Abuse is abuse

Wadzanai Dzvurumi

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Wadzanai Dzvurumi

Wadzanai Dzvurumi

Physical abuse covers anything where there is bodily harm being inflicted upon another person. This includes but is not limited to: biting, scratching, kicking, pushing, pulling and slapping. Emotional abuse on the other hand includes but is not limited verbal offense: intimidation, shaming, bullying, threatening or gaslighting. Gaslighting is denying that certain events happened, making the other person feel stupid or irrational.

In psychology, the “foot-in-the-door” phenomenon is the tendency for people who have first agreed to small things to later comply to much larger things. This is how abusive relationships work — they hardly ever start out with intense violence or forcefulness, but they warm you up to it slowly. We ask people, “Why did he start dating her, or why did she start dating him?” but most times, the abuse (physical or emotional) was a gradual process throughout the relationship. It starts off with one’s feelings being invalidated, or a gentle nudge. Of course, the most sensible thing to do at the time is give the other person a second chance. I think that is where most people go wrong.

If I had only known that the first time I was emotionally abused that I was supposed to run. Perhaps it all would have turned out differently. But no, as victims of abuse, we have been psychologically conditioned to accept or even made to think we deserve the abuse. I write about this because I have experienced emotional abuse. At that time I had no idea that I was being emotionally abused. My feelings were invalidated; I was made to feel worthless and made to question my own sanity. I can tell you this is a kind of pain and insanity I never want to experience again.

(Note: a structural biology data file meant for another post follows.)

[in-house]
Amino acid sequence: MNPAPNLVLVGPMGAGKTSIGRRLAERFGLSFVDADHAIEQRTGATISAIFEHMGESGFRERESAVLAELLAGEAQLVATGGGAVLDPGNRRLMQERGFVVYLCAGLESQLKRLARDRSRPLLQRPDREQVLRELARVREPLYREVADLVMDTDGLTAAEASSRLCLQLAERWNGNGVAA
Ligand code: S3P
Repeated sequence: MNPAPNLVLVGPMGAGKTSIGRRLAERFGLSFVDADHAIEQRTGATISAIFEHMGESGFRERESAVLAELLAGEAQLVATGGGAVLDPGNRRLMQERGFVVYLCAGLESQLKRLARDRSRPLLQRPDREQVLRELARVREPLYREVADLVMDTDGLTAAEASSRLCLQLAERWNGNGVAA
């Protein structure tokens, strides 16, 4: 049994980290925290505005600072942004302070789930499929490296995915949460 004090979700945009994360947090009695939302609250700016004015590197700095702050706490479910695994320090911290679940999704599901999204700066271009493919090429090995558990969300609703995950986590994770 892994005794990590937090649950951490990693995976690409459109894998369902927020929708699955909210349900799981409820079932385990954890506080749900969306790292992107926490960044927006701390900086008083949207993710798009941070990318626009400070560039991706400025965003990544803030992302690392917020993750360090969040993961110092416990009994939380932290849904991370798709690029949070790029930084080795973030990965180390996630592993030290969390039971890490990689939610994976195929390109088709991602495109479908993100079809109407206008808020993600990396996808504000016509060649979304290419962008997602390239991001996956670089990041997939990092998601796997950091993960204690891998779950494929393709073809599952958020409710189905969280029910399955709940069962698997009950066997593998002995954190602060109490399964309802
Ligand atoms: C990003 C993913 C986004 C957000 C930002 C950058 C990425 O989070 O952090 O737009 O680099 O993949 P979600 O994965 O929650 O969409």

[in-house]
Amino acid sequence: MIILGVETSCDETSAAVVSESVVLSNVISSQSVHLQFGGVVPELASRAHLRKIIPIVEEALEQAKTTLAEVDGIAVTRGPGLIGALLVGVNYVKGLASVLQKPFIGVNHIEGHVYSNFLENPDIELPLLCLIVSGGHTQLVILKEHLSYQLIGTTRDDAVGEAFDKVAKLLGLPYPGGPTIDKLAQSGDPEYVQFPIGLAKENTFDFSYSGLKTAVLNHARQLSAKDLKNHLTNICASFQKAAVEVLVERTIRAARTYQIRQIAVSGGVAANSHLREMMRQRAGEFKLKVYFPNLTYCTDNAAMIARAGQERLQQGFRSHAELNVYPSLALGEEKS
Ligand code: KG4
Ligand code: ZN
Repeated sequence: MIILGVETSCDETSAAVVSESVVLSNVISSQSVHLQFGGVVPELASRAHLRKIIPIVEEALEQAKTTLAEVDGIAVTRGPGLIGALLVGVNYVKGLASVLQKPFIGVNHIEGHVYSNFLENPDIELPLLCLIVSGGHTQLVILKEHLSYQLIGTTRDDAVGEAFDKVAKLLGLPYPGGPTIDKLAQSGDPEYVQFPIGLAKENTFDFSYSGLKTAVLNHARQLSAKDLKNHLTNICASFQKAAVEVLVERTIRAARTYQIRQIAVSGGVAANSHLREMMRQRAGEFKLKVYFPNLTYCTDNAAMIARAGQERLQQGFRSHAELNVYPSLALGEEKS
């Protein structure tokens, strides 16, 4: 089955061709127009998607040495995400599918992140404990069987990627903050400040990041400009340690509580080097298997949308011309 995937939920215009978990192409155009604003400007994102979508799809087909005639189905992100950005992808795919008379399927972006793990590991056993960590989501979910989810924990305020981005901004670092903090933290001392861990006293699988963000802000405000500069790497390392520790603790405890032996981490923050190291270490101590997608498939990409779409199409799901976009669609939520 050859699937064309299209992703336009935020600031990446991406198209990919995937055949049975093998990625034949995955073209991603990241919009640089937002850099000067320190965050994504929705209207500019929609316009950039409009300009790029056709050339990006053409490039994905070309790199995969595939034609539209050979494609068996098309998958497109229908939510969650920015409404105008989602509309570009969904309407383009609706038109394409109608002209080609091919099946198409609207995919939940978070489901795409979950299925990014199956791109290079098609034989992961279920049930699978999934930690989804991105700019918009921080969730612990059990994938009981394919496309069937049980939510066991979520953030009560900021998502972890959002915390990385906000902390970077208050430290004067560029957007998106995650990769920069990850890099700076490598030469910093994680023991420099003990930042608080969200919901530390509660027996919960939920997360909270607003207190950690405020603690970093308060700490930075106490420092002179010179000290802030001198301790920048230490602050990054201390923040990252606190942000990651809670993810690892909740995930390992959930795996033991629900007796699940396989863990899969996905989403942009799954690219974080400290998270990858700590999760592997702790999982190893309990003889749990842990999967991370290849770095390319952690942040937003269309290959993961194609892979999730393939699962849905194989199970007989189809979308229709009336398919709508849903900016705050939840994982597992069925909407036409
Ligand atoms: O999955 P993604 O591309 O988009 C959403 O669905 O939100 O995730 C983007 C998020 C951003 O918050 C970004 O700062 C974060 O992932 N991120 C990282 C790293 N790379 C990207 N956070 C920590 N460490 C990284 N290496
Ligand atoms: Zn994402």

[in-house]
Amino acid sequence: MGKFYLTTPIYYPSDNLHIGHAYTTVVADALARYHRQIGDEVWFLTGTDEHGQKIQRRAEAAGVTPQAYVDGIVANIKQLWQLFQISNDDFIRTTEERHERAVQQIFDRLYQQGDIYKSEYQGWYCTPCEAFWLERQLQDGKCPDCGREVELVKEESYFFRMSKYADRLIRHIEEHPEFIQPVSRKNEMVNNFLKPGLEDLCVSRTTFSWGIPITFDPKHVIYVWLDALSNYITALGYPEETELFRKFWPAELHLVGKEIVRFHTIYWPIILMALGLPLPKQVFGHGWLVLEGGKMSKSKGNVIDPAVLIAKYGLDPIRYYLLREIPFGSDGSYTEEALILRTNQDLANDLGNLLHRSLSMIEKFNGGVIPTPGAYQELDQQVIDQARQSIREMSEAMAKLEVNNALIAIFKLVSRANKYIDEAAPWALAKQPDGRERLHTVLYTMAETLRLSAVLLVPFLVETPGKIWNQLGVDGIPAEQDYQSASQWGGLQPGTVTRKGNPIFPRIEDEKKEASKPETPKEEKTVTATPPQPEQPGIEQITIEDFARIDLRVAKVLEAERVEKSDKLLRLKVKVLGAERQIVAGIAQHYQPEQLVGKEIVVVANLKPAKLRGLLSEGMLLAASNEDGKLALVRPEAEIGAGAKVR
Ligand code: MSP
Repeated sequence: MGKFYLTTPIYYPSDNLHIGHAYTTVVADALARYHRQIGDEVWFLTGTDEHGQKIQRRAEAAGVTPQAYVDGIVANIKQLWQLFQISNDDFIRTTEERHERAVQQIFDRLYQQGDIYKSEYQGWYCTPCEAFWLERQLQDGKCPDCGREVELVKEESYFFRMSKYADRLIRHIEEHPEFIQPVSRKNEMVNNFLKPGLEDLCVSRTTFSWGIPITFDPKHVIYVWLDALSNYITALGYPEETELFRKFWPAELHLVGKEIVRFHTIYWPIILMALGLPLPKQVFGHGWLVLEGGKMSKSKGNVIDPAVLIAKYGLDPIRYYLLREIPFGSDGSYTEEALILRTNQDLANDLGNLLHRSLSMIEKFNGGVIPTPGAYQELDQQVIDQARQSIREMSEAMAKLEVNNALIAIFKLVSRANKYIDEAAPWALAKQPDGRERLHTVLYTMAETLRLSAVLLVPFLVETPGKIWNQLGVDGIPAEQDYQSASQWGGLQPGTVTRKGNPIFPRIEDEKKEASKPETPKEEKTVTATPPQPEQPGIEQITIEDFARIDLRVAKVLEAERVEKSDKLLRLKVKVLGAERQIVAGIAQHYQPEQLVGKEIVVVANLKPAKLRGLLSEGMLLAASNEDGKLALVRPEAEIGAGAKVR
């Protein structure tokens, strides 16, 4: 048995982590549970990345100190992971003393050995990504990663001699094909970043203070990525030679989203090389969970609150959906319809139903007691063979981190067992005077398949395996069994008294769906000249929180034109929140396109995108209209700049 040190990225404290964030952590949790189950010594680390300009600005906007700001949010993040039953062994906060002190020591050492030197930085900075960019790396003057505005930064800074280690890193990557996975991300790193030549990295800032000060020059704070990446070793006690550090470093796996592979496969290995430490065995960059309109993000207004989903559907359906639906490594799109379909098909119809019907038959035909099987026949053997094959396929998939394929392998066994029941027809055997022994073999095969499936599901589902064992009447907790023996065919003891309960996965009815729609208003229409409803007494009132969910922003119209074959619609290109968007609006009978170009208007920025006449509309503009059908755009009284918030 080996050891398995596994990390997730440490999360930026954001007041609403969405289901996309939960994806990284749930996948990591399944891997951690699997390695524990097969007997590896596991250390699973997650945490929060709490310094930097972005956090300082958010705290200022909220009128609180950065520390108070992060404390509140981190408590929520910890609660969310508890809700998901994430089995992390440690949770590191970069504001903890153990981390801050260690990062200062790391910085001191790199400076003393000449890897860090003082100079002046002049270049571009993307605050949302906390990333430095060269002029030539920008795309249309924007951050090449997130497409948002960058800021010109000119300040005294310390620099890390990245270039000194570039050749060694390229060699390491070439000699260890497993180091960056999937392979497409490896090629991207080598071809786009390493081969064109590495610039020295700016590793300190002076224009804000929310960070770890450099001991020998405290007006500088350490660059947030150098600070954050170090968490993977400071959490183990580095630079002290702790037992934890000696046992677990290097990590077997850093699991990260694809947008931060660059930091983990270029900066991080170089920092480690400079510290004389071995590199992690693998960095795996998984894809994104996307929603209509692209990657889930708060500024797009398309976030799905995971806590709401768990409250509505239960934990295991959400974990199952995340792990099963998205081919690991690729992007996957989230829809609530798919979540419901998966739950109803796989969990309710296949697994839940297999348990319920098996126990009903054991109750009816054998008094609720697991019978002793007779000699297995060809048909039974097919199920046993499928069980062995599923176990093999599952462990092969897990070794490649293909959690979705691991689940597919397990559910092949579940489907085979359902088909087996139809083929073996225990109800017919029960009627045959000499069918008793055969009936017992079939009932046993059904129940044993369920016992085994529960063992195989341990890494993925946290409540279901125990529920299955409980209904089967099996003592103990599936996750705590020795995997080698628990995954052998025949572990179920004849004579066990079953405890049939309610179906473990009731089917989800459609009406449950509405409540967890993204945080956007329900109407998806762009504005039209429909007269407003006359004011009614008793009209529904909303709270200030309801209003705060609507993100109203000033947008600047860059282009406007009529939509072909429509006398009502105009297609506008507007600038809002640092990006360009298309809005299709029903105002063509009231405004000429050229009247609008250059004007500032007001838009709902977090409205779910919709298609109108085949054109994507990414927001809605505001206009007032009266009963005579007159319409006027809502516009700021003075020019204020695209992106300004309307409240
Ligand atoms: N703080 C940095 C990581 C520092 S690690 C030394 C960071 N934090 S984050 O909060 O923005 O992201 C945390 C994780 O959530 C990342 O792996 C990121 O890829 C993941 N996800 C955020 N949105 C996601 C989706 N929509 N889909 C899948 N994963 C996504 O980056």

We need to stop ourselves from justifying an abusers’ behavior with statements like “at least he does not hit me” or “ she threatened me because she is crazy in love with me.” The moment you think that, you have officially accepted abuse. I will tell you that authentic love never constitutes abuse. It also took me a long time to swallow that kind of truth, yet it’s so difficult for me to write and convince people to let go of any abusive relationships. My wish for readers is to love yourselves and choose yourselves over any kind of abuse. I am alive; I survived. No one saved me because I saved myself, I think its time you saved yourself, too.

Wadzanai Dzvurumi is a marketing senior.

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